The underwater landscape
East of Tinderbox Bay, the rocky sandstone reef extends up to 100m offshore. The reef drops in a series of rock platforms to a sandy bottom at around 6m depth. To the south-west of the bay, the shore drops steeply to a sandy bottom at around 5m. There are some small caves in the reef here. Water temperatures range from a cool 8°C in winter to 20°C on a warm summer's day. Underwater visibility can be 10-15m, however spring plankton blooms, rain and storms can reduce this to 5m. The best time of the year to visit is usually during summer and autumn.
Flora - the seaweeds and sea-grasses
Tinderbox reserve has a remarkable diversity of seaweeds with over 30 species identified in a single study. Their distribution varies with depth and the degree of wave exposure. Neptune's necklace, sea-lettuce and the brown seaweed Cystophora are common on the intertidal platforms east of Tinderbox Bay. Underwater, Sargassum species, sometimes called sticky weed by divers, are abundant on the sheltered reef.
As wave action increases towards Piersons Point, strap weed, string kelp and another brown seaweed called Xiphophora are seen. The steep rocky reef to the south-west of Tinderbox Bay is covered with a variety of green and brown seaweeds. Under some conditions favourable to rapid growth, a filamentous green algae grows profusely, covering both the reef and the seaweeds. Patches of sea-grass grow in the sandy areas to the south-west and in Tinderbox Bay itself. This great diversity of plant growth provides abundant habitats for marine invertebrates and fish.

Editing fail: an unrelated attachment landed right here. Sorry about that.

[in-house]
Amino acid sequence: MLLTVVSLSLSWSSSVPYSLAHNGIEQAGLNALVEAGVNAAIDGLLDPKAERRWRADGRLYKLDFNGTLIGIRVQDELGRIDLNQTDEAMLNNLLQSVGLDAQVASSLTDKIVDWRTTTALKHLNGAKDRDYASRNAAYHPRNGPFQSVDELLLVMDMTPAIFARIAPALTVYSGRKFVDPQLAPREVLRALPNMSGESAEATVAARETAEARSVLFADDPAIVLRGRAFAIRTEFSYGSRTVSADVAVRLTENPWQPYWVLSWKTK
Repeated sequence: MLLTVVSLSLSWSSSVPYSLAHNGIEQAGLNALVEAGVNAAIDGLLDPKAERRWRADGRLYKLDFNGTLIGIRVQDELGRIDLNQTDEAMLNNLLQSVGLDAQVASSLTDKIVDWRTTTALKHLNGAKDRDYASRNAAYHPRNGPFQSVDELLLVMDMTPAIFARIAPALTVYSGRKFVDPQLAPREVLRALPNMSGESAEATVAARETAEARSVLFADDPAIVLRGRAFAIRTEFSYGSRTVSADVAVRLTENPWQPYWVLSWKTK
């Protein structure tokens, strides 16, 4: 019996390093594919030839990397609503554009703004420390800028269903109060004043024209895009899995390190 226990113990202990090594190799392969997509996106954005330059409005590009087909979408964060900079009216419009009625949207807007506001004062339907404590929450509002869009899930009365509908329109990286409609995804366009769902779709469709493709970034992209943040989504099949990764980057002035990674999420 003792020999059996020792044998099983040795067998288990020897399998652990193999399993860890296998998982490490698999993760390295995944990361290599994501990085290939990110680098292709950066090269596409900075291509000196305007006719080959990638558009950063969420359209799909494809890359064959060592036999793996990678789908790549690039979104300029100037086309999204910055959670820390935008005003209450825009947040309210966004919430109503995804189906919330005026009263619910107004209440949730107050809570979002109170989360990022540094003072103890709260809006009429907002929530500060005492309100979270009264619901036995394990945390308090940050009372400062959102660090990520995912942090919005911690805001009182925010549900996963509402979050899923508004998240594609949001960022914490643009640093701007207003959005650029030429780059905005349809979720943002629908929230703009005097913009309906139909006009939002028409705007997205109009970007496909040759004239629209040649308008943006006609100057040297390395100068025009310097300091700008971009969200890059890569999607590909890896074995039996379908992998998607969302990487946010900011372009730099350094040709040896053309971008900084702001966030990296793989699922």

Fauna - Invertebrates and Fish
Among the diverse array of animals to be found living among the seaweeds at Tinderbox, you might be lucky to glimpse the beautiful weedy seadragon. Slow and ungainly swimmers, seadragons feed exclusively on fast moving shrimp-like prey called mysids. Though brilliantly coloured with iridescent reds and yellows, they appear to rely on stealth and camouflage among the seaweeds for both hunting and hiding from predators. Seadragons belong to a family of fish which include pipe fish and seahorses. These too can be found in the reserve. Other fish that are found in the reserve include senator fish, trachinops, toothbrush leather jackets, cardinal fish and bullseyes.
Attached to the rocky reef and the bases and stems of the seaweeds are many different invertebrate animals. These include the bryozoans (colonial filter feeders that make delicately branched or lacework homes); sponges and ascidians that pump the sea water through their internal filters, sieving out plankton; and anemones and fine, feather-like hydroids that catch and sting their prey in the same way as the coral polyps of tropical oceans. Other animals move about on the reef. Octopus and squid lie in wait for prey, hiding in the rocks or among the seaweed; crabs and shrimps scavenge for leftovers while sea-snails, sea-stars and urchins graze the luxuriant growth on the rocks. In some areas urchins have grazed the seaweeds back to bare rock. On many sections of reef urchin spines have worn hollows in the stone.